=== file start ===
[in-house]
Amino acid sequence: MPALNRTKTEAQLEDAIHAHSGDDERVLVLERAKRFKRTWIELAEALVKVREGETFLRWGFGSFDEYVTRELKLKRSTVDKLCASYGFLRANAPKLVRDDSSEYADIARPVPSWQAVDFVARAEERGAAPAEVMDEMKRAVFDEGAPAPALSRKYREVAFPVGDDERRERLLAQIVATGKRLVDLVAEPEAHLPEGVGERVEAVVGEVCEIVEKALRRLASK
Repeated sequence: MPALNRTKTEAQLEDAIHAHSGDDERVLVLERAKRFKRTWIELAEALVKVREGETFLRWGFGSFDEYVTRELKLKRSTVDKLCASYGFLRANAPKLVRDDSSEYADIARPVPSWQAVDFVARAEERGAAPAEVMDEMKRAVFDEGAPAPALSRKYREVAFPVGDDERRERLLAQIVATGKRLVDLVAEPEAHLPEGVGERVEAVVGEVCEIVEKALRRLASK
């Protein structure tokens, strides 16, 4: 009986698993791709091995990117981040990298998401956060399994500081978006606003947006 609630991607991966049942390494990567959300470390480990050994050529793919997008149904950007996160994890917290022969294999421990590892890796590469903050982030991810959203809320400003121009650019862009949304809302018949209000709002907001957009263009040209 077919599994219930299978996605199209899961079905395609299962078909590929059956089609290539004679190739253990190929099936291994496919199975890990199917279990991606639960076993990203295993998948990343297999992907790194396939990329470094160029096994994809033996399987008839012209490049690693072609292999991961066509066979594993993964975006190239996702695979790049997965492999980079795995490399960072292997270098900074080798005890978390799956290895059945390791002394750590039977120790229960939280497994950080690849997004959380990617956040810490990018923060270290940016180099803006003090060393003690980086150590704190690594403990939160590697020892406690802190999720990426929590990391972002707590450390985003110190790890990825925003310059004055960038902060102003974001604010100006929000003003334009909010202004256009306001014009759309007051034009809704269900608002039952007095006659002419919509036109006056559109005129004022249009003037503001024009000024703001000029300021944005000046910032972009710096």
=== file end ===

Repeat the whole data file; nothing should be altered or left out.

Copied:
[in-house]
Amino acid sequence: MPALNRTKTEAQLEDAIHAHSGDDERVLVLERAKRFKRTWIELAEALVKVREGETFLRWGFGSFDEYVTRELKLKRSTVDKLCASYGFLRANAPKLVRDDSSEYADIARPVPSWQAVDFVARAEERGAAPAEVMDEMKRAVFDEGAPAPALSRKYREVAFPVGDDERRERLLAQIVATGKRLVDLVAEPEAHLPEGVGERVEAVVGEVCEIVEKALRRLASK
Repeated sequence: MPALNRTKTEAQLEDAIHAHSGDDERVLVLERAKRFKRTWIELAEALVKVREGETFLRWGFGSFDEYVTRELKLKRSTVDKLCASYGFLRANAPKLVRDDSSEYADIARPVPSWQAVDFVARAEERGAAPAEVMDEMKRAVFDEGAPAPALSRKYREVAFPVGDDERRERLLAQIVATGKRLVDLVAEPEAHLPEGVGERVEAVVGEVCEIVEKALRRLASK
């Protein structure tokens, strides 16, 4: 009986698993791709091995990117981040990298998401956060399994500081978006606003947006 609630991607991966049942390494990567959300470390480990050994050529793919997008149904950007996160994890917290022969294999421990590892890796590469903050982030991810959203809320400003121009650019862009949304809302018949209000709002907001957009263009040209 077919599994219930299978996605199209899961079905395609299962078909590929059956089609290539004679190739253990190929099936291994496919199975890990199917279990991606639960076993990203295993998948990343297999992907790194396939990329470094160029096994994809033996399987008839012209490049690693072609292999991961066509066979594993993964975006190239996702695979790049997965492999980079795995490399960072292997270098900074080798005890978390799956290895059945390791002394750590039977120790229960939280497994950080690849997004959380990617956040810490990018923060270290940016180099803006003090060393003690980086150590704190690594403990939160590697020892406690802190999720990426929590990391972002707590450390985003110190790890990825925003310059004055960038902060102003974001604010100006929000003003334009909010202004256009306001014009759309007051034009809704269900608002039952007095006659002419919509036109006056559109005129004022249009003037503001024009000024703001000029300021944005000046910032972009710096």